INDIANA – President Joe Biden acted unlawfully when he revoked the Trump administration’s successful policy requiring migrants coming across the southern border to remain in Mexico while awaiting U.S. asylum hearings, Attorney General Todd Rokita said today.
“President Biden clearly failed to consider the negative impact imposed on the states by his rash and ill-conceived action,” Attorney General Rokita said. “The Trump policy worked. It’s a commonsense measure to keep our states safer and our border more secure.”
A U.S. district court already has ruled that the Trump policy — formally known as the Migrant Protection Protocols (MPP) — must be reinstated until Biden follows proper legal procedures to change it, including consideration of alternative policies and the impact on states.
Biden’s U.S. Department of Justice, however, has asked a federal appeals court to stay the district court’s injunction pending an appeal.
In an amicus brief joined by 14 other states, Attorney General Rokita argues there is no good reason to delay the district court’s order to reinstate the Trump policy.
“The remain-in-Mexico policy was a reasonable response to the surge of hundreds of thousands of Central American migrants attempting to cross through Mexico into the United States,” Attorney General Rokita said. “The costs of revoking this policy should be obvious to the Biden Administration.”
Before the Trump policy’s implementation, each year thousands of aliens were paroled in the United States while awaiting hearings, Attorney General Rokita notes in his brief. That process often took several years.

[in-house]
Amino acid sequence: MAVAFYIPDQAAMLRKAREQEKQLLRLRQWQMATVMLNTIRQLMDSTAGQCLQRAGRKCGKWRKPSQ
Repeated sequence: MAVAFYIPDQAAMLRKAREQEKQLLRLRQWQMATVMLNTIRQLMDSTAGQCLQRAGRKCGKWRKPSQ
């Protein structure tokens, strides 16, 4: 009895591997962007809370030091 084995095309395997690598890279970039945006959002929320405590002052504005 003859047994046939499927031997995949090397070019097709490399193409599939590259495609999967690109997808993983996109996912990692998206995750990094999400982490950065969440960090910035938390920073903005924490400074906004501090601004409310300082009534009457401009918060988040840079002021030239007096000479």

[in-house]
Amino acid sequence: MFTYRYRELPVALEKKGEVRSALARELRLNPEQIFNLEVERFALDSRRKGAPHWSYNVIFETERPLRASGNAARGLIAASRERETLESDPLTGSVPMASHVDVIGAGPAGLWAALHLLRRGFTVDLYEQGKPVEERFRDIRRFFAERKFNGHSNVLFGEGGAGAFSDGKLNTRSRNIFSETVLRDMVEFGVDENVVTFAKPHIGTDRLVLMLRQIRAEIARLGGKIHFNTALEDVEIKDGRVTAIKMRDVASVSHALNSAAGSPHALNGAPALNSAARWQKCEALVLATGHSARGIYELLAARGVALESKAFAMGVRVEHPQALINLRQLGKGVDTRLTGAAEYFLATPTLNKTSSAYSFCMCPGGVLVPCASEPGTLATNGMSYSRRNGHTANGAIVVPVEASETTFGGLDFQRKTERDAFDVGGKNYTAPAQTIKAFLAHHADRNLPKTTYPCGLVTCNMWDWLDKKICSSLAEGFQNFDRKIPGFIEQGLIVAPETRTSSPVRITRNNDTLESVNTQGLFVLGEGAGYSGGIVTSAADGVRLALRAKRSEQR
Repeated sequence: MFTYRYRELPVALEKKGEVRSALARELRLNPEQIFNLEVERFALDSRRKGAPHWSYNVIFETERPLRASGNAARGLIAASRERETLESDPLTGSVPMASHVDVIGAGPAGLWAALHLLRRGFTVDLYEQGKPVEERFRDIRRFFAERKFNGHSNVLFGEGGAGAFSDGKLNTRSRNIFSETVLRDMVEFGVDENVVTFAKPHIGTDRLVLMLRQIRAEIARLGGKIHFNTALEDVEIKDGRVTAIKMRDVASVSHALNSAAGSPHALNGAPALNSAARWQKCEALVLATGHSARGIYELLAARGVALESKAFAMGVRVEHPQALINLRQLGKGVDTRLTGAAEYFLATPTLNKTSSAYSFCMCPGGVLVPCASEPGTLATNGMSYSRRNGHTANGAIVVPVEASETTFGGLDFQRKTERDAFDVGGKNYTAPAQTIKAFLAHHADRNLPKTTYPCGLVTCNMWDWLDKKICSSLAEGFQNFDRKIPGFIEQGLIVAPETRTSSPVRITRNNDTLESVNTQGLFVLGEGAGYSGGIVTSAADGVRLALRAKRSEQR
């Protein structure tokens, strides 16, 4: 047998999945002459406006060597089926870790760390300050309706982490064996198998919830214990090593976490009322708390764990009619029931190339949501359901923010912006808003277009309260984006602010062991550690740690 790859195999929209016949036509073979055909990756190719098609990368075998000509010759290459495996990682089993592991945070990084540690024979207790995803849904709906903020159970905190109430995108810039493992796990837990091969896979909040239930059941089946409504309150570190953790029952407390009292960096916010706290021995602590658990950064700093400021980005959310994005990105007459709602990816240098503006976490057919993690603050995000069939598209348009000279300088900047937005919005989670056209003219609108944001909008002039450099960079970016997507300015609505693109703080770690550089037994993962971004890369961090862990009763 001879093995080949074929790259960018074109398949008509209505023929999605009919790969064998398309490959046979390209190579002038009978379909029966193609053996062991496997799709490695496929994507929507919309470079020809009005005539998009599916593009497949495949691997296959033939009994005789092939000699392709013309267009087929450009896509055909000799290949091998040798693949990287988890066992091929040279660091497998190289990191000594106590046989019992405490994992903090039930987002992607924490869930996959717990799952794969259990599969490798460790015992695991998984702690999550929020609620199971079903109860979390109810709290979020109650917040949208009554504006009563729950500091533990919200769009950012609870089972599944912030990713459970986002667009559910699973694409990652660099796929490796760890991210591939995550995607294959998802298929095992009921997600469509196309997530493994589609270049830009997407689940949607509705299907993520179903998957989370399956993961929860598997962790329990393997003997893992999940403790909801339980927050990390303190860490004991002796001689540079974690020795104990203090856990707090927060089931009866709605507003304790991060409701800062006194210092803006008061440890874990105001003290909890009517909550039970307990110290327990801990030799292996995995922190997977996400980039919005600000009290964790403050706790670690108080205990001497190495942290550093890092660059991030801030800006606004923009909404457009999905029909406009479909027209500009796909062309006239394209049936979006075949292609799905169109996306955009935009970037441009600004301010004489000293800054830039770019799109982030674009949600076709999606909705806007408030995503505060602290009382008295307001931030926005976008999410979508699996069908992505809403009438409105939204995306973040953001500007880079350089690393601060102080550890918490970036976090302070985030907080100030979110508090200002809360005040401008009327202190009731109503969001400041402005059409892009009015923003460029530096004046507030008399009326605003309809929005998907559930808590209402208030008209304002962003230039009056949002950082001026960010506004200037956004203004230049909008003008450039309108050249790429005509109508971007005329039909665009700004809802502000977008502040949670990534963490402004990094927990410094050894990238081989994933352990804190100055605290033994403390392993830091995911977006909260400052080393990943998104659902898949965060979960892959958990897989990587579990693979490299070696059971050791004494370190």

More than 30 percent of aliens awaiting a scheduled hearing then failed to appear, betting instead they could remain in the United States illegally and indefinitely. After the introduction of MPP, however, the appearance rates of aliens improved markedly while processing times before the pandemic significantly decreased.
The Trump policy also likely led to an overall reduction of encounters at the border and likely encouraged many asylum seekers without meritorious claims to stay in or return to their countries of origin, the brief notes. These positive changes have lessened the costs imposed by illegal immigration on the states and their citizens.
Without MPP, thousands of illegal aliens would be paroled in the United States while awaiting the outcome of their removal proceedings. This would impose new, sweeping costs on the states in supporting these parolees — not to mention the thousands who would fail to appear and instead choose to remain in the United States illegally.
The brief, filed with the U.S. Court of Appeals for the Fifth Circuit, is attached.